In God We Rust, Holy Hats, Pregame Prayer

September 5, 2018


I’m an atheist and have to go to a bat mitzvah Saturday. I don’t really want to wear a yarmulke. What should I do if I’m offered?
Paul K.

I once struggled with this question (and wrote about it.) My delightful in-laws are Jewish and I happily attend Jewish holidays and rites like bat mitzvahs. I don’t want to miss these events OR offend anyone by refusing to sport the headwear – though yarmulkes fit nicely over my bald spot.

So I just say no thank you when offered. When someone persists or insists, I say, “I’m sorry, but I’m an atheist and I don’t wear religious symbols.” Of course this includes crosses, stars with crescent moons, yins & yangs, and Thor’s hammers – though I might consider Thor’s multi-tool if he’d had one. (Why wouldn’t a god have a nice multi-tool, now that I think of it?)

I’m always prepared to leave the event if my lack of religious piety so offends someone so that I get disinvited. If that ever happens, I hope I can exit graciously. People have a right to set a dress code at their event – even a religious dress code. But I have a right to decline the code and leave, if need be. No offense, though.


How do you feel about In God We Trust being on US currency?
Sally H.

Someone very dear and close to me blots out the “T” in Trust so it reads “In God We Rust” on all his cash money. I agree.

Religious statements have no business being on the currency of a secular democracy. So I’ll ask a few of my own questions about In God We Trust.

Why only one god?

This phrase promotes monotheism over polytheism and pantheism. Explain to American Shintos, Buddhists, Hindus, pagans, etc. why there is no “s” at the end of God. Hmmm?

If it has to be just one god, then which one?

Are we talking about the old white guy with the beard? Ra? Venus? Walter Payton? Gimme a hint…

Doesn’t this beg the question?

Of course this assumes the existence of any god, which, I don’t have to tell you, is one god too many in downtown Atheist City. How about a little evidence before you go typing all over the money.

Who is this “We?”

There are easily 30 million Americans who do not believe in any god. Add to those the non-monotheist believers who politely asked about the missing “s” and We becomes only most of us. We? Not me.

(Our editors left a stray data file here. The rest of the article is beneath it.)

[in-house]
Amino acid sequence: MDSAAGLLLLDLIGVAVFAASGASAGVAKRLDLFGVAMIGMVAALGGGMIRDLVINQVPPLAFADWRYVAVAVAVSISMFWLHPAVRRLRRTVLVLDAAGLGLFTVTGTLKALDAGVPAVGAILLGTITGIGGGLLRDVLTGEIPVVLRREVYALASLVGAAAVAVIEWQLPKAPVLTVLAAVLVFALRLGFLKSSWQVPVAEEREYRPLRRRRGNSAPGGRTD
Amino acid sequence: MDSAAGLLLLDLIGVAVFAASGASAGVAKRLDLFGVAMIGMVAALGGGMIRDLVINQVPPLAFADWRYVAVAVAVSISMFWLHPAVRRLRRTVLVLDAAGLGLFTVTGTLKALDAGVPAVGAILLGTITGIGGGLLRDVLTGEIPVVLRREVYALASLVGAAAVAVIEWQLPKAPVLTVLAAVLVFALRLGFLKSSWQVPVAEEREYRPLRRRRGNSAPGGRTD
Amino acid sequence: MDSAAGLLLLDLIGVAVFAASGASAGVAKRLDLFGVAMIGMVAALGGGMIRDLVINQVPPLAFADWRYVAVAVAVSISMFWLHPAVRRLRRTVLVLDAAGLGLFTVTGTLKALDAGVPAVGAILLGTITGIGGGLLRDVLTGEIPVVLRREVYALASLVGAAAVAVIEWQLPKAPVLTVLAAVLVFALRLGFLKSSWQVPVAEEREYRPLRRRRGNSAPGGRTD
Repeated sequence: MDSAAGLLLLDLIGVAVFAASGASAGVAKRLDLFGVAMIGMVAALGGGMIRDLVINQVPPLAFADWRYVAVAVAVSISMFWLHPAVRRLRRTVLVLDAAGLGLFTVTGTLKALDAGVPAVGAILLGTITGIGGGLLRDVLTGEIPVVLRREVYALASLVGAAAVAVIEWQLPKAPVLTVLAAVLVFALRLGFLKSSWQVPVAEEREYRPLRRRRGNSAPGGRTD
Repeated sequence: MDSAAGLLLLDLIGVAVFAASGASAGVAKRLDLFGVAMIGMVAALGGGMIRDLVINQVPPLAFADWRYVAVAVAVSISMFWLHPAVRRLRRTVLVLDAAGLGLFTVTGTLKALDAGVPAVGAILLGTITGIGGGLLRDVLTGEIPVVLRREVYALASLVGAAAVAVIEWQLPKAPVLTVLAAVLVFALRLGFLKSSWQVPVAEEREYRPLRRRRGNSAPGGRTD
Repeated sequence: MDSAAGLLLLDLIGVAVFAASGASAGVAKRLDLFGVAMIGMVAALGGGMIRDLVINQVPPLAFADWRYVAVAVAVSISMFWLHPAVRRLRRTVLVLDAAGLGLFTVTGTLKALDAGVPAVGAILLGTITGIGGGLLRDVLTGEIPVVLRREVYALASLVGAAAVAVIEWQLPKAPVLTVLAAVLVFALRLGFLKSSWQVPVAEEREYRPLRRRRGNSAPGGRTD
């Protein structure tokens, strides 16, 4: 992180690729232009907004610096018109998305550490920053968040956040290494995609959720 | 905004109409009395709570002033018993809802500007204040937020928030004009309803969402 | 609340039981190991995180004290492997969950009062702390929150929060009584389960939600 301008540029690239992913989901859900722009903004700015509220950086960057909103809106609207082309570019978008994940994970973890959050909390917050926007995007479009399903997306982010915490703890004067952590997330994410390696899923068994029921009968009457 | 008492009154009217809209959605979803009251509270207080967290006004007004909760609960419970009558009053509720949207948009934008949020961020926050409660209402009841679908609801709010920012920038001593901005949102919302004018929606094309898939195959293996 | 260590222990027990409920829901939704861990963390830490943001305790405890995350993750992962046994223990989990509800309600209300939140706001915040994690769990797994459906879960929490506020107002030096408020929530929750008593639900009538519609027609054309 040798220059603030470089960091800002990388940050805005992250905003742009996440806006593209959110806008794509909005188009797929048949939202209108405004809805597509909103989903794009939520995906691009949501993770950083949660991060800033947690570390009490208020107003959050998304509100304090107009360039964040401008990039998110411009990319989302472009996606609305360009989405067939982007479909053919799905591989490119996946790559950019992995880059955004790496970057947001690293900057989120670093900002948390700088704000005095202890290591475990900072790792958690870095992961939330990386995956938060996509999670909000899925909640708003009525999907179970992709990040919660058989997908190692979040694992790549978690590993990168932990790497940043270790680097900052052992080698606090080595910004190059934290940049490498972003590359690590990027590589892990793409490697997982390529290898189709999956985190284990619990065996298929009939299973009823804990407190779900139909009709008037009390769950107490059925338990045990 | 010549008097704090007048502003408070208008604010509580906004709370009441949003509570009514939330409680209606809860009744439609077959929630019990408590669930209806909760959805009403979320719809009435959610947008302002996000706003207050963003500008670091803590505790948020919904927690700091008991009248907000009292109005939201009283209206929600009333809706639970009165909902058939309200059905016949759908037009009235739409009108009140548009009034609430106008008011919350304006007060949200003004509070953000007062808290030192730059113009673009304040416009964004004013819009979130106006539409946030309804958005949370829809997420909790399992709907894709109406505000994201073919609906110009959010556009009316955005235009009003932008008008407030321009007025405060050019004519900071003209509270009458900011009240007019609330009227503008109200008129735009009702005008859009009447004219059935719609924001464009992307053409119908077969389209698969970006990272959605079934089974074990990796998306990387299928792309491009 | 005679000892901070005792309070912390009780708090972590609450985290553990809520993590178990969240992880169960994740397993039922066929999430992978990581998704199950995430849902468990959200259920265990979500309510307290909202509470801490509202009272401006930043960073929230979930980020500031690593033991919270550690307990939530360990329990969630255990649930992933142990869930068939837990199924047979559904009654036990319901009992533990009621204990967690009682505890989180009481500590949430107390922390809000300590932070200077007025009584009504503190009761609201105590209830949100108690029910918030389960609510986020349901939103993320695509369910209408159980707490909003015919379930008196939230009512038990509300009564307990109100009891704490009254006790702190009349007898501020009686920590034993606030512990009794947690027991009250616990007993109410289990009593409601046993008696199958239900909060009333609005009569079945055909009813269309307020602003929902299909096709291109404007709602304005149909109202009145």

Are you sure you want god so close to all that wild action?

What about all the devout believers who aren’t exactly thrilled about their holy father gracing the very medium on which porn stars are procured, cocaine is snorted, and losing bets on the Chicago Cubs are proffered. Cold cash buys a lot of ungodly good times. C’mon God, papa needs a 7!

You played football at DePauw University. Did your teams pray before games? Just wondering how you handled that….
R. McDougal

They prayed.

I didn’t kneel. I didn’t pray. I didn’t like it.

Someone probably prayed before each of the 80 or so games I played in during high school and college. Most of the time the prayers were pretty benign and focused on us players not getting hurt badly. I don’t remember a lot of Jesus stuff being said, but there may have been some of that.

It always seemed like it wasn’t a big enough offense to me to do anything about it. Maybe I didn’t want to rock the boat. Football is a team sport in a big way, and players must trust and depend on each other.

So what do you do about team prayers?

The believers seem to like to pray before going into battle or risking injury. I guess I wouldn’t necessarily take that away from them.

If I had to set a policy, I’d say tell the players we’re going to have a pre-game minute of silence during which you may pray, chant (to yourself), mouth the words to Deutschland Uber Alles –whatever gets you up for the game.

After that minute, we become a team again.